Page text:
UPDATE: Blair Miller of Denver7 catches up with Yuma County Sheriff Chad Day and asks for some clarifications that never come:
In an interview Monday, Day didn’t deny using the LEEF grants or having a volunteer program like the “sheriff’s posse.” But on multiple occasions, he declined to say who worked as volunteers, though he denied having any sort of tit-for-tat arrangement with Mercer or LEEF.
“To be clear, there certainly is no quid pro quo arrangement,” Day told Denver7.
He said a friend of his told him about the LEEF grants, and that he’d applied and been awarded several of the projects he’d applied for. An archived LEEF website notes that its mission is to “help law enforcement officers and agencies in training, equipment, matching funds and family line-of-duty funds grant.”
“They certainly weren’t some sort of trade for volunteer work,” Day said. “[The writer’s] assertion was that I was granting [LEOSA] status in exchange for those things…that’s not true.”
Miller had less luck hearing back from the attorney for the Yuma County Sheriff’s office…
Lees did not respond to a phone message left Monday requesting further clarification the statements attributed to him by Bloomberg.
…or from Mercer:
A spokesperson at Renaissance Technologies, where Mercer is still employed, declined to comment Monday. An email to Mercer requesting comment was not returned. Requests for comment made to the LEEF also went unreturned Monday.
Sheriff day was adamant to Blair that Mercer would or did not receive any “special treatment.”
Oh, and guess who else didn’t have a comment?
Yuma is also home to Colorado’s Republican U.S. Senator, Cory Gardner, whose spokesman said he didn’t know anything about the story aside from what he’d read in Bloomberg. [Pols emphasis]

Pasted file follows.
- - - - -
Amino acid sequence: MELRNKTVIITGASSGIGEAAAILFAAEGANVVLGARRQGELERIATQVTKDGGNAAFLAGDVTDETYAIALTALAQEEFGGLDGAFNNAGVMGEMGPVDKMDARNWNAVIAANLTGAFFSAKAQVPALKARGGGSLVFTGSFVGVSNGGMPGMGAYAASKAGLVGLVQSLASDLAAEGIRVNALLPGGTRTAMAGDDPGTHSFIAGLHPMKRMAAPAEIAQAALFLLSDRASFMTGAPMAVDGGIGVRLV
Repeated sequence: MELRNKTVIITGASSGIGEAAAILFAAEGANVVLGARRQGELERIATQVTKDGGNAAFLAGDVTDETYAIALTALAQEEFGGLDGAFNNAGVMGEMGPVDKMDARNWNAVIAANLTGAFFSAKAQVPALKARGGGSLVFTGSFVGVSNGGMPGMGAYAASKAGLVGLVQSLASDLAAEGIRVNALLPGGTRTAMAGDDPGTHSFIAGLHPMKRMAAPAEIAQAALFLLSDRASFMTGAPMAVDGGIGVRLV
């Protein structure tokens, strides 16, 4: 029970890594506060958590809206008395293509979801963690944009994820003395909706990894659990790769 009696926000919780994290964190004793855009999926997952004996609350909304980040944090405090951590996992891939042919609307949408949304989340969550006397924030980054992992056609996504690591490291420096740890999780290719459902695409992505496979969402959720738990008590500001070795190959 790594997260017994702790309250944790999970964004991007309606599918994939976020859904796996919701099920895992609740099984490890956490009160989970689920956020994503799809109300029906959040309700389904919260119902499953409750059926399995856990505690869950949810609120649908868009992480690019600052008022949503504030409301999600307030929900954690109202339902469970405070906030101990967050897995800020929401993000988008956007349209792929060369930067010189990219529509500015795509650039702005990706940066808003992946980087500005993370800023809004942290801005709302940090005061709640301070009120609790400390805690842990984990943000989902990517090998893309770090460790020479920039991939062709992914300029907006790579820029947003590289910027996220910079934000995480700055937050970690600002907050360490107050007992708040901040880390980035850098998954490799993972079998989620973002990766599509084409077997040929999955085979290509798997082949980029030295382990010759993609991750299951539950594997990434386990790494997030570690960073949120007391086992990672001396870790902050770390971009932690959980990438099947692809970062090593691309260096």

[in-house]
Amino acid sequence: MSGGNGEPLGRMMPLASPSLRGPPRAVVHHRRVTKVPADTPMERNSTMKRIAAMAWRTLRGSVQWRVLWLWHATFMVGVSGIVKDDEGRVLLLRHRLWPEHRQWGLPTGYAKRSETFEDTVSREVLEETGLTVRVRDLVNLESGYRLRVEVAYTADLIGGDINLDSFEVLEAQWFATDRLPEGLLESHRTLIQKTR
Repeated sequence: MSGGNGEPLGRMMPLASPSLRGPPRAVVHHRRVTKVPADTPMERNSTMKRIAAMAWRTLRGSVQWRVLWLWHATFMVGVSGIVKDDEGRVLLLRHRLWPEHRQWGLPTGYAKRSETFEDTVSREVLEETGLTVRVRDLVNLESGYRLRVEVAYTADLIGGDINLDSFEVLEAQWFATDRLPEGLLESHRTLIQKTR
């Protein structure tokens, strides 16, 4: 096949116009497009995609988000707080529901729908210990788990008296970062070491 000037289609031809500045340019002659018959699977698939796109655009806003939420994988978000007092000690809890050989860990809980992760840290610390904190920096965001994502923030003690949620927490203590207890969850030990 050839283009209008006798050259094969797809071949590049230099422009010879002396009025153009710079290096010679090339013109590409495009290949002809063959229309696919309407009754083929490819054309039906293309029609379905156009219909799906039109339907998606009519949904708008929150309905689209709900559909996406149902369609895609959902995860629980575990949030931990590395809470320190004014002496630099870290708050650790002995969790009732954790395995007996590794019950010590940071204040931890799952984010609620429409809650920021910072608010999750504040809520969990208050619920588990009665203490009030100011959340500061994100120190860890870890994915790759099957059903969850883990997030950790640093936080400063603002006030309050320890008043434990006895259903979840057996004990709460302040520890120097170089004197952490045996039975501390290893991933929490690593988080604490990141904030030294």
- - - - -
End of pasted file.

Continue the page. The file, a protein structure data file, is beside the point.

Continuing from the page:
For most of the past six years, Mercer was a volunteer policeman in the tiny town of Lake Arthur, New Mexico, an arrangement that allowed him to carry a concealed weapon in any U.S. state under a law that applies only to law-enforcement officers. As Bloomberg Businessweek reported last month, Mercer gave up his New Mexico badge for undisclosed reasons in September. The mayor of Lake Arthur shut the volunteer program last week.
But the 71-year-old financier is still in the law-enforcement game. Last week, a lawyer for the office of Sheriff Chad Day of Yuma County, Colorado, confirmed that Mercer is a volunteer member of the agency. [Pols emphasis]
“From time to time, he serves in certain roles as designated by the sheriff,” said the lawyer, Robert Lees, who also helped set up the sheriff’s volunteer posse. Yuma is a rural county with a population of about 10,000 that borders Nebraska and Kansas.
You really need to read this entire story for yourself. There are a lot of unanswered questions here that will almost certainly be fodder for future news stories (Vanity Fair has already picked up on the Bloomberg story).